HTTP/1.1 200 OK Date: Tue, 02 Sep 2014 04:15:10 GMT Server: Apache/1.3.31 (Unix) mod_auth_tkt/1.3.11 PHP/4.3.8 mod_ssl/2.8.19 OpenSSL/0.9.7d mod_perl/1.29 X-Powered-By: PHP/4.3.8 Set-Cookie: cookieConsent=X; path=/ Connection: close Content-Type: text/html
Living and Working - Aurora Australis above Halley VI module
Home » Living & Working » Camping »
Field parties, equipped with the correct clothing and a balanced diet, need to ensure their living accommodation is equally well designed. They use specially designed pyramid tents made to withstand high winds and wind-driven ice particles. To insulate them from the ground they use a butyl ground sheet, inflatable airbed and a sheepskin. A comfortable night's sleep is ensured by using high quality down-filled sleeping bags. For those allergic to down synthetic bags can be provided (they have the disadvantage of being bulkier).
Field training camp on an ice field below Trident Peak, southern Adelaide Island
Field parties may camp up to a hundred days in an Antarctic summer. The weather dictates how much work can be accomplished. The most demanding conditions are associated with high winds or with whiteout conditions. In whiteout nobody moves far from the camp. Whiteout is a time of complete cloud cover at low altitude (or fog) with possibly rain or snow. In whiteout there is no detail in the snow or cloud, and is well likened to living on the inside of a "Ping-Pong" ball.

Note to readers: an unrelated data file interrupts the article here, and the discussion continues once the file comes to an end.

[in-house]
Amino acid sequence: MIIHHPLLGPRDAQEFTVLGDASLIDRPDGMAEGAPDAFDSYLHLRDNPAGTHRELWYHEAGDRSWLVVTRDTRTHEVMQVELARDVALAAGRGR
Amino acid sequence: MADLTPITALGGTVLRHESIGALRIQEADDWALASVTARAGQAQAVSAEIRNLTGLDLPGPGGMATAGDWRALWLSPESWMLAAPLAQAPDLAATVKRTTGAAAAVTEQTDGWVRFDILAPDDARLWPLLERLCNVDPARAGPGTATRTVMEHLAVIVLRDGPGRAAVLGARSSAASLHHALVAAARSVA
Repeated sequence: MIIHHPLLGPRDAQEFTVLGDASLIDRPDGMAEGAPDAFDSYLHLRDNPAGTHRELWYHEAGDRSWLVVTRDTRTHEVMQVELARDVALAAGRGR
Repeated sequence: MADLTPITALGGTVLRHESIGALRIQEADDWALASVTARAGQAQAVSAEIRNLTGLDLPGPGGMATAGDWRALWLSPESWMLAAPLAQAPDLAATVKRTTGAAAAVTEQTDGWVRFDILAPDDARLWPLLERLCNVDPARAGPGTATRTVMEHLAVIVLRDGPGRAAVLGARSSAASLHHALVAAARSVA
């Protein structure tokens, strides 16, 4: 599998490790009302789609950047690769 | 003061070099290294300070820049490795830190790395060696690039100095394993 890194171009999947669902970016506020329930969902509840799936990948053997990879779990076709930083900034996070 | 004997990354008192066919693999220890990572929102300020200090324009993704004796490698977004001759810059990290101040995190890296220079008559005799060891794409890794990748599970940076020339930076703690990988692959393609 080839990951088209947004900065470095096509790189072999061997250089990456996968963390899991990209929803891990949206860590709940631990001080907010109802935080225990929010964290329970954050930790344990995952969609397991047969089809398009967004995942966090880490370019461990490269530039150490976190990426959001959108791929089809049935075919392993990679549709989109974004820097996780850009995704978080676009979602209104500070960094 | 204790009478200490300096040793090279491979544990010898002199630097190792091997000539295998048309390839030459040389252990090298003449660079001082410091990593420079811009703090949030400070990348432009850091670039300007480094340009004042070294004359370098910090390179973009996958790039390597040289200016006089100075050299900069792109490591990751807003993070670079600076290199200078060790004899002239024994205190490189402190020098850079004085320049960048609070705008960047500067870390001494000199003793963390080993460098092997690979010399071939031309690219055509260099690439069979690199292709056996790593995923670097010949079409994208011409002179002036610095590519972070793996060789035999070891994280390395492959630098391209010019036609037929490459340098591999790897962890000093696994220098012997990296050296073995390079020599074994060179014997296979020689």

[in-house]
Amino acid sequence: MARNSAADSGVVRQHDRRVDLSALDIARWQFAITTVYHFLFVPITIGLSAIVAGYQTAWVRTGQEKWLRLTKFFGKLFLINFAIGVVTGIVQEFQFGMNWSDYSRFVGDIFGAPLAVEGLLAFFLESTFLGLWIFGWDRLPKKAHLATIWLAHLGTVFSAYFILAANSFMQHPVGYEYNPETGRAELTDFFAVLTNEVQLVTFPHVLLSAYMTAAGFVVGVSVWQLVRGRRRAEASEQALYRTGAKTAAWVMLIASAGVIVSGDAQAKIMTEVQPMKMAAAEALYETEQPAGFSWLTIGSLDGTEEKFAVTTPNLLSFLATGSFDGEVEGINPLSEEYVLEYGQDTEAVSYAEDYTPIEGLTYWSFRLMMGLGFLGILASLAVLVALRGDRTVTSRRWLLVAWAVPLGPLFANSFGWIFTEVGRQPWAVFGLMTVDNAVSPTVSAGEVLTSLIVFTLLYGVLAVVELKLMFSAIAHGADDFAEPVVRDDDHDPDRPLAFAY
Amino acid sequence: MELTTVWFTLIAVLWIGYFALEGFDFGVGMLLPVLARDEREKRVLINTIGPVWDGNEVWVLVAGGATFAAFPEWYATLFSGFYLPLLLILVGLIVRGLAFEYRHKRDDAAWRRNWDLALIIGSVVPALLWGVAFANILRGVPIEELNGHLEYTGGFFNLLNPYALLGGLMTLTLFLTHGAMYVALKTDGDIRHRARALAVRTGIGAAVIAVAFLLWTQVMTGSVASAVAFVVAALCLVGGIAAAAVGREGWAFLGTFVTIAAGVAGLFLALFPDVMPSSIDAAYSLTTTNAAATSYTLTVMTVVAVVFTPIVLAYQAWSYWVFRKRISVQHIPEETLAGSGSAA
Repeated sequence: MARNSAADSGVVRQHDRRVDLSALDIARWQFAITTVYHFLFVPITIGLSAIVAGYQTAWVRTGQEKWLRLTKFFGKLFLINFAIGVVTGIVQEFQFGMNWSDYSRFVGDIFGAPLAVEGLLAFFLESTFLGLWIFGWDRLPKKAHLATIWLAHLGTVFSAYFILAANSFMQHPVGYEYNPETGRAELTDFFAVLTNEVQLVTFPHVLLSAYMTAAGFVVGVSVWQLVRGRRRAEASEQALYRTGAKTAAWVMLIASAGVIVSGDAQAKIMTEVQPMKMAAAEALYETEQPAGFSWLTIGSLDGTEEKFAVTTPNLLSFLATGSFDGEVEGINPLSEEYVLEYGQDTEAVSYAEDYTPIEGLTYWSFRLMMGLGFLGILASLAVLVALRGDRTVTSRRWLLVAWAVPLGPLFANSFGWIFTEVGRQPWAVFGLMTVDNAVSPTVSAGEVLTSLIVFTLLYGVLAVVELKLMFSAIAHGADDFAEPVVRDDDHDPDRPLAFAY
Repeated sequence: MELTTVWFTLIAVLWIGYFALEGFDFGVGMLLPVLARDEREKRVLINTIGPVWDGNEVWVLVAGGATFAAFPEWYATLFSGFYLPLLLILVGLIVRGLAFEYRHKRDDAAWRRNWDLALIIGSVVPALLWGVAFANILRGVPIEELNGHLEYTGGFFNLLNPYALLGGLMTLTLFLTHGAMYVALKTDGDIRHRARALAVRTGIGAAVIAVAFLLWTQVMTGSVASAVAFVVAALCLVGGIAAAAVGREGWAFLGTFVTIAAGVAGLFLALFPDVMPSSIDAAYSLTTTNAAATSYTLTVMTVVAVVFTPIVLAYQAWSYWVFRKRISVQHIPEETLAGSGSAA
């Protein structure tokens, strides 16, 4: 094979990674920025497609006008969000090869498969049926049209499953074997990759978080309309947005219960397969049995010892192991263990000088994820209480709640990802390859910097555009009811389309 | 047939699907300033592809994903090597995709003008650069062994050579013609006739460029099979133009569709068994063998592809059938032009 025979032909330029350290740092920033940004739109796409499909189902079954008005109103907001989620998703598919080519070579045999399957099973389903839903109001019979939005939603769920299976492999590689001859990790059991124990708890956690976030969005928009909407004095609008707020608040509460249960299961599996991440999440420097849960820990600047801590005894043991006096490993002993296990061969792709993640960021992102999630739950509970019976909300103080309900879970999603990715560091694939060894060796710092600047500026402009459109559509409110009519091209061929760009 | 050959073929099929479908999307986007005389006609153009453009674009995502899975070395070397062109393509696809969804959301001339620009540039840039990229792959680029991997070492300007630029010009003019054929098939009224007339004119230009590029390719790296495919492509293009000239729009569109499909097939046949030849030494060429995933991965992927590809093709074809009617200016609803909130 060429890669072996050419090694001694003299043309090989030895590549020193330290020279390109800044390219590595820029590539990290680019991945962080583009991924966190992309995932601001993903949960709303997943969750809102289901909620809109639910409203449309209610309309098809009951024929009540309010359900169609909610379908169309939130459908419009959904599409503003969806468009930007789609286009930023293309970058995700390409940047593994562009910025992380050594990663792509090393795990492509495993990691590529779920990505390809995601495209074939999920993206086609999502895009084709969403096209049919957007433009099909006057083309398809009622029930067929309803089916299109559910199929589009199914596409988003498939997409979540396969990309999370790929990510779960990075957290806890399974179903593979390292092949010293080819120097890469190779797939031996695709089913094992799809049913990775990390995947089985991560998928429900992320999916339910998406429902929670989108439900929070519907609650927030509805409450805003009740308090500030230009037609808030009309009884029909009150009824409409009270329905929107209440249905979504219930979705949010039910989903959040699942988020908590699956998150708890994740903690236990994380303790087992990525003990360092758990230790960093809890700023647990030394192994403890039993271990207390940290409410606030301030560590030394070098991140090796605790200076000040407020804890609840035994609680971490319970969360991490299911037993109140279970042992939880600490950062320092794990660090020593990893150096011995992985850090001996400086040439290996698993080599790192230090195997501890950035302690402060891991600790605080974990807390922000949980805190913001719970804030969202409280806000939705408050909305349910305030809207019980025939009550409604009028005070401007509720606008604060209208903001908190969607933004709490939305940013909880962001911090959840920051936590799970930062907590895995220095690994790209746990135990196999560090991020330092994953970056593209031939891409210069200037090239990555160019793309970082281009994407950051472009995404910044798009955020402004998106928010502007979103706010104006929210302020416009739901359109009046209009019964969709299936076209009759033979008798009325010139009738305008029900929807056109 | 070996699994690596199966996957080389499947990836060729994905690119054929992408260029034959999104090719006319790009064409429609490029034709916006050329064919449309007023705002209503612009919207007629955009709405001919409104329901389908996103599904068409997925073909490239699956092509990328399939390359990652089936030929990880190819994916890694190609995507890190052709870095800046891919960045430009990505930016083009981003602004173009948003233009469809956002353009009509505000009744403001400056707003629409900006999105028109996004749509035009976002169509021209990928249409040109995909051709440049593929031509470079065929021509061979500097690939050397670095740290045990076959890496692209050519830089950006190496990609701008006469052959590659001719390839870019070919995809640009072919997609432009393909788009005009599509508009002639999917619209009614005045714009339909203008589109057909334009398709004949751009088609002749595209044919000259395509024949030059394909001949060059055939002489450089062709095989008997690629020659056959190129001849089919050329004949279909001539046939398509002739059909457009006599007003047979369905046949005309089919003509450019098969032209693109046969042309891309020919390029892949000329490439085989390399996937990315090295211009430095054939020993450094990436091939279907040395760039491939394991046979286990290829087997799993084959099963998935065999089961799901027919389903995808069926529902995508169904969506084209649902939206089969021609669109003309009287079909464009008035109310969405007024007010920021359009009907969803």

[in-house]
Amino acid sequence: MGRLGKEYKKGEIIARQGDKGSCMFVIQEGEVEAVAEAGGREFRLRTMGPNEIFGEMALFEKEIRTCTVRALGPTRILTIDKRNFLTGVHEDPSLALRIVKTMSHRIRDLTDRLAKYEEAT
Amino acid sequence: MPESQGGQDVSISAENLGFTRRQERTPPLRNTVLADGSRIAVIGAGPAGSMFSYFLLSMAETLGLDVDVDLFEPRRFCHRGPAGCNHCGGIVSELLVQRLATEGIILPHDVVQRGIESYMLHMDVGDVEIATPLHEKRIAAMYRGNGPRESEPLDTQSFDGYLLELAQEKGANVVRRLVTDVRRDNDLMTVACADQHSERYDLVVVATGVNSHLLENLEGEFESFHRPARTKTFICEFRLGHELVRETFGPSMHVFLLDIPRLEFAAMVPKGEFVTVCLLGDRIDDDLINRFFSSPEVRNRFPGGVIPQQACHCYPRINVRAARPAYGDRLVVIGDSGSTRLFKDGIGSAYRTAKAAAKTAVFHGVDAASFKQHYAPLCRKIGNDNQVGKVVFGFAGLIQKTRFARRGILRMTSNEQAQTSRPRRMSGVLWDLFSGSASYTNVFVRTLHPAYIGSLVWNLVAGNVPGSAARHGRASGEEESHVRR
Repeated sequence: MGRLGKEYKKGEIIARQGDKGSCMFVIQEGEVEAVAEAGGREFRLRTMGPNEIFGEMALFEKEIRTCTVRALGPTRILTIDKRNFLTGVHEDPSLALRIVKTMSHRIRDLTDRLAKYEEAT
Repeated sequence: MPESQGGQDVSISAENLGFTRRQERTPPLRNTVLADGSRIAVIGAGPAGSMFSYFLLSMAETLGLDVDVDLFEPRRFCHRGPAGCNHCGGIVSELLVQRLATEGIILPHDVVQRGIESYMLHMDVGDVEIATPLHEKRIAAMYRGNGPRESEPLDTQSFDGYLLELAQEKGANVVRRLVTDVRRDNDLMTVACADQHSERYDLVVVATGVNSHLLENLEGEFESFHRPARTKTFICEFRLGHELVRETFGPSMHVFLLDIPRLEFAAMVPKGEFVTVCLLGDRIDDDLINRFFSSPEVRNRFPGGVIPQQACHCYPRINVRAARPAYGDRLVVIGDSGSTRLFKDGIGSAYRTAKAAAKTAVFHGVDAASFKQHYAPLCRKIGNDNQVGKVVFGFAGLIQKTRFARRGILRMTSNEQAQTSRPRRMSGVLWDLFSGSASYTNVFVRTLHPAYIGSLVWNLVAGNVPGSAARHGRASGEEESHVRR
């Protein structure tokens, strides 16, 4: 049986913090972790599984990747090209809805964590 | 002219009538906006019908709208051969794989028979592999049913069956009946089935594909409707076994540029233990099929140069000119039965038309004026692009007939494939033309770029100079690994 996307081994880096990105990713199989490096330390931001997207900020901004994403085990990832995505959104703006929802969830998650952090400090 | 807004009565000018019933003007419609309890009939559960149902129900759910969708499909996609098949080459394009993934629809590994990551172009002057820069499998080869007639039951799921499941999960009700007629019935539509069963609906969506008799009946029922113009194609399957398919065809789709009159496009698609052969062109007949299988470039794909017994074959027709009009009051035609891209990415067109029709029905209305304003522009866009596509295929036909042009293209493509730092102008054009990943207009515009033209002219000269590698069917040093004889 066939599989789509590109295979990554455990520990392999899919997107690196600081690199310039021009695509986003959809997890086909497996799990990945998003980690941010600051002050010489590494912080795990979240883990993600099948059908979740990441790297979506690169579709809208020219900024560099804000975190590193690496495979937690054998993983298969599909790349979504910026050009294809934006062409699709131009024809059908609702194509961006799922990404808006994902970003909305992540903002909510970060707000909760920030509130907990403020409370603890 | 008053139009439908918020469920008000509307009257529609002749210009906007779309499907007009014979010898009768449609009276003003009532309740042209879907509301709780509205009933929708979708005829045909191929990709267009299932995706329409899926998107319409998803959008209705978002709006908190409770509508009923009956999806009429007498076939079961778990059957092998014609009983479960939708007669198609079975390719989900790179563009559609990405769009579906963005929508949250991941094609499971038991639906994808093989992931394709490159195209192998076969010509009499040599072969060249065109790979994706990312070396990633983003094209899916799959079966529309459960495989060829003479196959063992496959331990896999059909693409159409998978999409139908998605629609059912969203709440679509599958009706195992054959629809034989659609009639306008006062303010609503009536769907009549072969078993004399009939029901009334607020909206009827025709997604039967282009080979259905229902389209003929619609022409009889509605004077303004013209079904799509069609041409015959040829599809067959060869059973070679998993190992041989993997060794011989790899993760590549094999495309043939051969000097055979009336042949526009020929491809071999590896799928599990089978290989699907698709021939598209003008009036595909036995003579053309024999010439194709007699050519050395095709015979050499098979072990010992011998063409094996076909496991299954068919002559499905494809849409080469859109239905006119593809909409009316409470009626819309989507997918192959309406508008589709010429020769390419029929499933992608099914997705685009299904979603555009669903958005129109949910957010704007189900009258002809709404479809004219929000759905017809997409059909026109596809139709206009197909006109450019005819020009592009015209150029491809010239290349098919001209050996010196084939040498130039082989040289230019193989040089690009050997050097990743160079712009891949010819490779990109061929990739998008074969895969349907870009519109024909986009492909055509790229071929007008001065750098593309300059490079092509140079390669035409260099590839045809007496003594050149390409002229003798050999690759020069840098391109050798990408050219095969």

Field camp in blowing snow
Crevasses and the horizon are both invisible, so it is dangerous to be moving into unknown territory. By contrast in high winds, snow drifts near the ground, and a combination of wind-driven snow and wind-chill can make it difficult to collect scientific data accurately. Such days are best spent "lying up" and working within the safety of the tent. In periods of good weather during the continuous daylight of midsummer field parties may work around the clock to compensate for time spent lying up.
Back to Top Email to a Friend
© NERC-BAS 2012
Change Text Only Settings
Graphic version of this page